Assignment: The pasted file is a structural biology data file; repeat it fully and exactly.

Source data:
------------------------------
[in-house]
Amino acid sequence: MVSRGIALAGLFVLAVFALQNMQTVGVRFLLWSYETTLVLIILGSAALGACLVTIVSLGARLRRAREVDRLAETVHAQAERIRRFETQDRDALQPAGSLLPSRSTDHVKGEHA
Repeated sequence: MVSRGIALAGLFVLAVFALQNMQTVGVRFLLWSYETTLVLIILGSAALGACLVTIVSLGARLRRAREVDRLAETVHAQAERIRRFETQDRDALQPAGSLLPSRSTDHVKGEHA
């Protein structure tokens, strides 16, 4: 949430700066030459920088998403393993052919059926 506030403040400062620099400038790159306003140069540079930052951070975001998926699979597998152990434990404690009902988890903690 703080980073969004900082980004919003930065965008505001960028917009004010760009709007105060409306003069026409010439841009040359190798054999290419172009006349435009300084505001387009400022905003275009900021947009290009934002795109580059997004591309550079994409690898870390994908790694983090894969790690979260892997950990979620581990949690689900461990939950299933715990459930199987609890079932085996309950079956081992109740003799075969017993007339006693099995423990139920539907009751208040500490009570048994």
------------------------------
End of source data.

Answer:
[in-house]
Amino acid sequence: MVSRGIALAGLFVLAVFALQNMQTVGVRFLLWSYETTLVLIILGSAALGACLVTIVSLGARLRRAREVDRLAETVHAQAERIRRFETQDRDALQPAGSLLPSRSTDHVKGEHA
Repeated sequence: MVSRGIALAGLFVLAVFALQNMQTVGVRFLLWSYETTLVLIILGSAALGACLVTIVSLGARLRRAREVDRLAETVHAQAERIRRFETQDRDALQPAGSLLPSRSTDHVKGEHA
């Protein structure tokens, strides 16, 4: 949430700066030459920088998403393993052919059926 506030403040400062620099400038790159306003140069540079930052951070975001998926699979597998152990434990404690009902988890903690 703080980073969004900082980004919003930065965008505001960028917009004010760009709007105060409306003069026409010439841009040359190798054999290419172009006349435009300084505001387009400022905003275009900021947009290009934002795109580059997004591309550079994409690898870390994908790694983090894969790690979260892997950990979620581990949690689900461990939950299933715990459930199987609890079932085996309950079956081992109740003799075969017993007339006693099995423990139920539907009751208040500490009570048994």